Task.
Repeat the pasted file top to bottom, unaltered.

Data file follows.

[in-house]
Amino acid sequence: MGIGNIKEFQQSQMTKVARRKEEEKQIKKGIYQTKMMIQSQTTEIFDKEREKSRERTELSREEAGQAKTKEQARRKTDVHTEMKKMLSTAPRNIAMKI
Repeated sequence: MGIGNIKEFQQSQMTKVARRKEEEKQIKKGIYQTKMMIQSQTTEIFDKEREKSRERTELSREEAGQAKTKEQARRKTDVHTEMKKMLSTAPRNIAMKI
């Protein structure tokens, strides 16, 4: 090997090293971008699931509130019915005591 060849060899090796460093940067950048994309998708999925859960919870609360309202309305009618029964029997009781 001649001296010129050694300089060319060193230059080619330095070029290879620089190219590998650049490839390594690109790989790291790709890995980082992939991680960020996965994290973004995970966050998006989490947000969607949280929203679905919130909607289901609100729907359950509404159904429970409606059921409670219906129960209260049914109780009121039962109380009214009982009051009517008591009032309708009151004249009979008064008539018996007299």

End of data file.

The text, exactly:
[in-house]
Amino acid sequence: MGIGNIKEFQQSQMTKVARRKEEEKQIKKGIYQTKMMIQSQTTEIFDKEREKSRERTELSREEAGQAKTKEQARRKTDVHTEMKKMLSTAPRNIAMKI
Repeated sequence: MGIGNIKEFQQSQMTKVARRKEEEKQIKKGIYQTKMMIQSQTTEIFDKEREKSRERTELSREEAGQAKTKEQARRKTDVHTEMKKMLSTAPRNIAMKI
């Protein structure tokens, strides 16, 4: 090997090293971008699931509130019915005591 060849060899090796460093940067950048994309998708999925859960919870609360309202309305009618029964029997009781 001649001296010129050694300089060319060193230059080619330095070029290879620089190219590998650049490839390594690109790989790291790709890995980082992939991680960020996965994290973004995970966050998006989490947000969607949280929203679905919130909607289901609100729907359950509404159904429970409606059921409670219906129960209260049914109780009121039962109380009214009982009051009517008591009032309708009151004249009979008064008539018996007299």